2004 Toyota Highlander Review
More seats, more power to haul more people, more stuff.
The Toyota Highlander looks smart and trim, falling somewhere between the edgy high style of the RAV4 and the muscular purposefulness of the 4Runner. There's a slight family resemblance between the Highlander and the Lexus RX 330, although the Highlander looks more dressed down, rather like wearing faded jeans and a favorite windbreaker instead of dry-clean-only lunch-with-the-ladies attire.
Highlander is actually slightly larger inside, as measured by total EPA interior volume, than the RX 330, although the Lexus has slightly more cargo volume.
Highlander's front bumper, light clusters and grille are new for 2004. The bumper cover has sharper lines molded into it, so its shape is better defined than before. The grille's horizontal bars are bolder and better defined, while the various elements of the light clusters seem to blend together more smoothly. Similar changes have been made around back. At either end, however, the difference is so subtle that only the most dedicated Toyota-watcher is likely to notice.
The Highlander no longer represents the latest in design, however. While the Lexus RX 330, which uses the same basic chassis architecture as the Highlander, is now in its second generation, the Highlander is still in its first generation of design. The Highlander lacks the cutting-edge design of the Nissan Murano, and its front and rear overhangs are relatively large.
Entry, both for cargo and for people, is easier in the Highlander than in truck-based SUVs. With its more car-like step-in and lift-into, the Highlander is even friendly to wearers of tight skirts. Not so the usual truck-based SUV.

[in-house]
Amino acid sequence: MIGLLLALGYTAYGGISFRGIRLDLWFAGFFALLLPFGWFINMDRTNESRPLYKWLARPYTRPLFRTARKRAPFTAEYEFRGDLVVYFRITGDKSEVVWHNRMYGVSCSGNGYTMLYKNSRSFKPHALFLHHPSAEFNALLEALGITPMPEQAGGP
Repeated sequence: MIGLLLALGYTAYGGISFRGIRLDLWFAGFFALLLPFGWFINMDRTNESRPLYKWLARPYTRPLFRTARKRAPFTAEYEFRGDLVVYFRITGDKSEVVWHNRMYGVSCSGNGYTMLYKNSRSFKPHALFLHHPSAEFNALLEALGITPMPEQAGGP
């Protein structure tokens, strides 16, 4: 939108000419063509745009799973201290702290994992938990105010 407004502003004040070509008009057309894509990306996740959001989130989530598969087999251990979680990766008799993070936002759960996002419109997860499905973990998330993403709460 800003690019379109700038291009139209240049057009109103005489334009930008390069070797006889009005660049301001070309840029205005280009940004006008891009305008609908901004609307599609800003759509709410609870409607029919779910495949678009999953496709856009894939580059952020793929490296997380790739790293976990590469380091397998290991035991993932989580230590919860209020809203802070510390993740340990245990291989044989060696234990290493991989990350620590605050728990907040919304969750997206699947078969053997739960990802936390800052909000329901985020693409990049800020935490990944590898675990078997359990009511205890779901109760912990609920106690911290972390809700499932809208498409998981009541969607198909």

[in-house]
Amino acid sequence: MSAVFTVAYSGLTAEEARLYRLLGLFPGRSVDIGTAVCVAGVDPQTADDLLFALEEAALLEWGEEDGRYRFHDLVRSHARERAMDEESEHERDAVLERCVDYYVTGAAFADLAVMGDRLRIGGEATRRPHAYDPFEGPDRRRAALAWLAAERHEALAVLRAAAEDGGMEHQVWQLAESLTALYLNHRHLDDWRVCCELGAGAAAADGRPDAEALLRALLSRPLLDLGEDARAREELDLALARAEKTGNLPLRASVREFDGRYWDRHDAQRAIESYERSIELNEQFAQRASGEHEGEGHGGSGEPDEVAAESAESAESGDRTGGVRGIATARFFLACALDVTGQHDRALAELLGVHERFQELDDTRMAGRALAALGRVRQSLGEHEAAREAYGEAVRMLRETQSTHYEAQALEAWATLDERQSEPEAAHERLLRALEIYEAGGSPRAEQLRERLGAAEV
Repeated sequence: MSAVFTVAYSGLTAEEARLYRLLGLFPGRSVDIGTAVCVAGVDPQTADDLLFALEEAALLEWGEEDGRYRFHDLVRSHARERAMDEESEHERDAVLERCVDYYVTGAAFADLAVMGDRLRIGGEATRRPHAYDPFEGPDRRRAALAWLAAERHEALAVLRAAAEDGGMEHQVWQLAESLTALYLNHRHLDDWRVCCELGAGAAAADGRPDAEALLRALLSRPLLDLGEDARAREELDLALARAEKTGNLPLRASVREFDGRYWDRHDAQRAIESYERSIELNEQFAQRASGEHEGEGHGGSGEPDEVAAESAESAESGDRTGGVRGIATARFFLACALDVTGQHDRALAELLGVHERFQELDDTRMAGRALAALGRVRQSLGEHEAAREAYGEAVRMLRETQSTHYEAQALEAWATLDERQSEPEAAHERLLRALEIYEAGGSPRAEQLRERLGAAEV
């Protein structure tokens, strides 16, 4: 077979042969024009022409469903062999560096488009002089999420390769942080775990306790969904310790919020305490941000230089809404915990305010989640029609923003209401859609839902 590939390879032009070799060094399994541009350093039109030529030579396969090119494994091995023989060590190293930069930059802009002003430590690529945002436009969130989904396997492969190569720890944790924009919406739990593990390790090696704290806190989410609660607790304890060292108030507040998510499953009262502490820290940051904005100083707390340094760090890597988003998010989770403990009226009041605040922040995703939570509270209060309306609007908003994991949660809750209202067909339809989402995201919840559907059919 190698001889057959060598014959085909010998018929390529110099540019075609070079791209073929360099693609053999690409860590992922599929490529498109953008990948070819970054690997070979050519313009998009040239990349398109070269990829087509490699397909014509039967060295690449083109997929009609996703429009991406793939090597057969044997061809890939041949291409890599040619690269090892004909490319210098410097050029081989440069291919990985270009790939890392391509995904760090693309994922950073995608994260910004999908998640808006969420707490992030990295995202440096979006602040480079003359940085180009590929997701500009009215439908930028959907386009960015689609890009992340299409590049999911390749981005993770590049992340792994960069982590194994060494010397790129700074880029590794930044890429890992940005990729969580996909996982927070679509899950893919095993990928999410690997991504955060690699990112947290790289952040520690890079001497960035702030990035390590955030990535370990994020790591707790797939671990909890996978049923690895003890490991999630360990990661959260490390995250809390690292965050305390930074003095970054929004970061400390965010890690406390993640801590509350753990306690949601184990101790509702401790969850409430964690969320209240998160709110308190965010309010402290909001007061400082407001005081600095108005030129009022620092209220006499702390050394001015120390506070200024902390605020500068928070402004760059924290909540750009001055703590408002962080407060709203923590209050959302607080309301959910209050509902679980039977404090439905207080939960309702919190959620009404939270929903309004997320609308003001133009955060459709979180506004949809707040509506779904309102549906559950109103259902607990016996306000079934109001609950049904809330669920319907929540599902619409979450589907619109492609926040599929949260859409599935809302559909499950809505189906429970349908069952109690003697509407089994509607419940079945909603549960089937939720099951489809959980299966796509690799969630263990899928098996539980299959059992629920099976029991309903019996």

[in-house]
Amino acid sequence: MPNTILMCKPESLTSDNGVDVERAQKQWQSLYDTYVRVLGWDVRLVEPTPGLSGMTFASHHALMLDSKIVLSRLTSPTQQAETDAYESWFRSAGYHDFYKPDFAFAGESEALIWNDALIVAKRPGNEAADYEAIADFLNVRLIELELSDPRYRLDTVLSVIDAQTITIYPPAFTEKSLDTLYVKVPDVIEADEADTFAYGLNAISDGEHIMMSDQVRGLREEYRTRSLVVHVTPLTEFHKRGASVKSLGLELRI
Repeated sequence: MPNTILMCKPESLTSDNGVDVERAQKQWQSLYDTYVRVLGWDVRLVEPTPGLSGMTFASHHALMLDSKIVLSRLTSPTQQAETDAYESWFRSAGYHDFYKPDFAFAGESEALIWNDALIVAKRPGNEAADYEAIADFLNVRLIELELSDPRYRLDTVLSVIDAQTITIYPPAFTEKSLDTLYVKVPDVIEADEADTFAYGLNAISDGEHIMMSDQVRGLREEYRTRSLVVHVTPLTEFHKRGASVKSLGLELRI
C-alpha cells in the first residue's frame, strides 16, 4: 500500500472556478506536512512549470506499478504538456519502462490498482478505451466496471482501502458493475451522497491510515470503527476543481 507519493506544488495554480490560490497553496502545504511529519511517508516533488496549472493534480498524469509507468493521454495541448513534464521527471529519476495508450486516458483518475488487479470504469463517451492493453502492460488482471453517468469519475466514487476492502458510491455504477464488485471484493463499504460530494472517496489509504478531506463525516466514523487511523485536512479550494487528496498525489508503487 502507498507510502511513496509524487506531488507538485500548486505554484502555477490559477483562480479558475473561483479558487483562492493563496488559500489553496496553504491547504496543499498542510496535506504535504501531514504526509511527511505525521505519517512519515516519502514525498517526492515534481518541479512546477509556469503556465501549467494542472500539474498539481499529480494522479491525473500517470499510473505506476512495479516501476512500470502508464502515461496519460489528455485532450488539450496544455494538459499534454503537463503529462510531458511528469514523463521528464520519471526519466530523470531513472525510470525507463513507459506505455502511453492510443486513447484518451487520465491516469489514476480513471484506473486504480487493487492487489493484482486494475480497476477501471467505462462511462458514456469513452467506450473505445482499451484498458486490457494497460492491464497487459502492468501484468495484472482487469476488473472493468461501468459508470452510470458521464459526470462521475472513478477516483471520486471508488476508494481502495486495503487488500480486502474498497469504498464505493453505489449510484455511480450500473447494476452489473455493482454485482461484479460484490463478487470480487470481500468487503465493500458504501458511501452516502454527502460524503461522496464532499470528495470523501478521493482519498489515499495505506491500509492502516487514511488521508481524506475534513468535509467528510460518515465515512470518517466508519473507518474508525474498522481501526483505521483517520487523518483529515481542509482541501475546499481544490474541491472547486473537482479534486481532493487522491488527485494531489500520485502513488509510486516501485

While the Toyota 4Runner is basically a truck, the Highlander is essentially a car. Like a car, the Highlander uses unit-body construction rather than having a separate frame. And, like a car, the Highlander features a four-wheel independent suspension, rather than a solid rear axle. Two-wheel-drive versions are front-wheel drive, not rear-wheel drive. The 4Runner is the opposite of each of those. The best choice? It comes down to your game: For towing and driving off road, the 4Runner is better. For commuting and transporting the family, the Highlander is the better choice. Properly equipped, Highlander can tow up to 2,500 pounds, not much by truck standards.
Few vehicles are easier to get in and out of than the Toyota Highlander. Neither climbing up nor stepping down is required. Simply slide in. This makes the Highlander one of the most convenient vehicles on the planet for running daily errands. The Highlander will not likely ever annoy you.
Highlander comes with reclining front bucket seats in front. These seats are flat and lean, but supportive and comfortable and adjust to suit various-size drivers. Part of the appeal of SUVs is the ease of seeing out at every angle. And so it is here. The sloping hood of the Highlander makes the forward view even more encompassing.